Kingsbury’s novel fixture for machining nuclear waste containers

Text and images courtesy of Kingsbury

Decommissioning legacy nuclear waste silos on a former UK power generating site at Sellafield requires a large number of bins to be machined to close geometrical tolerances to ensure safe stacking. They are 3m3 double-walled, box fabrications that are highly resonant and, to make their production even more difficult, they are made from 6 mm thick Duplex stainless steel plate that induces vibrations when milled.

The problem

Jonathan Lamb, CEO, BEL Engineering: “We wanted to increase productivity but further improvements were impossible using conventional machinery”.
Jonathan Lamb, CEO, BEL Engineering: “We wanted to increase productivity but further improvements were impossible using conventional machinery”.

One of the firms leading the Sellafield decommissioning work, Stillington-based Darchem Engineering, had been taking delivery of machined bins from contract machinists BEL Engineering in Newcastle-upon-Tyne since 2017. The problem was, in the words of CEO Jonathan Lamb, “We wanted to increase productivity but realised that further improvements to the machining process were impossible using conventional machinery and fixturing.”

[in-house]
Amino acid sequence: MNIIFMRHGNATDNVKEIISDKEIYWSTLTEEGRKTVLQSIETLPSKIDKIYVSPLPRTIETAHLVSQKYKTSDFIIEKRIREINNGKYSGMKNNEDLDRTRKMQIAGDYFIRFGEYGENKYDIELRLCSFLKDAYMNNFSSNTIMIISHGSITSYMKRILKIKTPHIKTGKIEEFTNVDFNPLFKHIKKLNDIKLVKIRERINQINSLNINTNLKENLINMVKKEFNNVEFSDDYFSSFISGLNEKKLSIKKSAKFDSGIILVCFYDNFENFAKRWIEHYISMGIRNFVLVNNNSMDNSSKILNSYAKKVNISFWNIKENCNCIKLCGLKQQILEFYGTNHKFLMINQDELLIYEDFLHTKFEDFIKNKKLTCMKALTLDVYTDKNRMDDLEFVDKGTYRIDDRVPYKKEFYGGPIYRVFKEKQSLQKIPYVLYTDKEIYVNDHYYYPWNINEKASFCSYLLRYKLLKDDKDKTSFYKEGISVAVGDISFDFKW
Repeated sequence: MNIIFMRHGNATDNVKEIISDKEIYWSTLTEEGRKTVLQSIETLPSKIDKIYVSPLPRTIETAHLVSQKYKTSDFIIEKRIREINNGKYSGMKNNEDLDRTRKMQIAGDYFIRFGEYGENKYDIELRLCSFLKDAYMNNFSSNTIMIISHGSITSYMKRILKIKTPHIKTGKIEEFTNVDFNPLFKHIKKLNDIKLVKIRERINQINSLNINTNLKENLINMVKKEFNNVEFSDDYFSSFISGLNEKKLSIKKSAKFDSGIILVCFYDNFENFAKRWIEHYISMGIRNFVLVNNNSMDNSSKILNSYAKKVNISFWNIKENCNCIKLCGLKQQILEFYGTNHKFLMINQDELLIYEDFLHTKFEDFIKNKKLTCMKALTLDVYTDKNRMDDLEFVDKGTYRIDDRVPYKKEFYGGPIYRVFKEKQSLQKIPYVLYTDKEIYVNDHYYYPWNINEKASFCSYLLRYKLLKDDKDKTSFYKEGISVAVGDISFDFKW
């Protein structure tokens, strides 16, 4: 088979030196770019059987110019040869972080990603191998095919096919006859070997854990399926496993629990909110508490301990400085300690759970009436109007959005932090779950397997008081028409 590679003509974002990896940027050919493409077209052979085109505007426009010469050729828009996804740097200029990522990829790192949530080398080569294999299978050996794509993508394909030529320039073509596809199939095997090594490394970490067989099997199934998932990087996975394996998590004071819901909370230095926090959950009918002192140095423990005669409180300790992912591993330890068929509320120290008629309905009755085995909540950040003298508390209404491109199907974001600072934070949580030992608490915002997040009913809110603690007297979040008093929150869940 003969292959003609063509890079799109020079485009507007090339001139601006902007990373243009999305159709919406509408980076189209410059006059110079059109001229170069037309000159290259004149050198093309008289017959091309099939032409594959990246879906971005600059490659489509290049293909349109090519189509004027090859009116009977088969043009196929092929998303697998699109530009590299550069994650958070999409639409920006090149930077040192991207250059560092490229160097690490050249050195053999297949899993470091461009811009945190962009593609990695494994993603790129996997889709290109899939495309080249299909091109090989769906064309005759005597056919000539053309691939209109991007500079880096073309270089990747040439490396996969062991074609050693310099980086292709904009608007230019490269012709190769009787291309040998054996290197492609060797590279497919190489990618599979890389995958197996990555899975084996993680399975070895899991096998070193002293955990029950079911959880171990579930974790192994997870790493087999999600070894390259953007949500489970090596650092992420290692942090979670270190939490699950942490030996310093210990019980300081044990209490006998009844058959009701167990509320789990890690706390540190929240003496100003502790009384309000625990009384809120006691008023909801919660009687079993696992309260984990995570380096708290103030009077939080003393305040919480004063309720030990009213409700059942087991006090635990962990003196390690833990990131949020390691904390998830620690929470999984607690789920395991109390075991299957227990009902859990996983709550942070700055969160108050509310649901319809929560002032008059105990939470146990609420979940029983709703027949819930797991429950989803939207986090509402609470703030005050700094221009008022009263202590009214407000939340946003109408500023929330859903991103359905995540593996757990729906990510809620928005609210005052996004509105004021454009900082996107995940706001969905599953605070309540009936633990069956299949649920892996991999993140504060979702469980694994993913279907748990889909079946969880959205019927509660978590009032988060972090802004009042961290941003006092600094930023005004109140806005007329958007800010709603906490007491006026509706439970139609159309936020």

“When we tried to raise the speed of machining, chatter resulted and it was difficult to hold tolerance. So we engaged with Kingsbury to develop an entirely new machining concept
in respect of both workholding and metalcutting to improve cycle time and hence increase production rate and reduce cost.”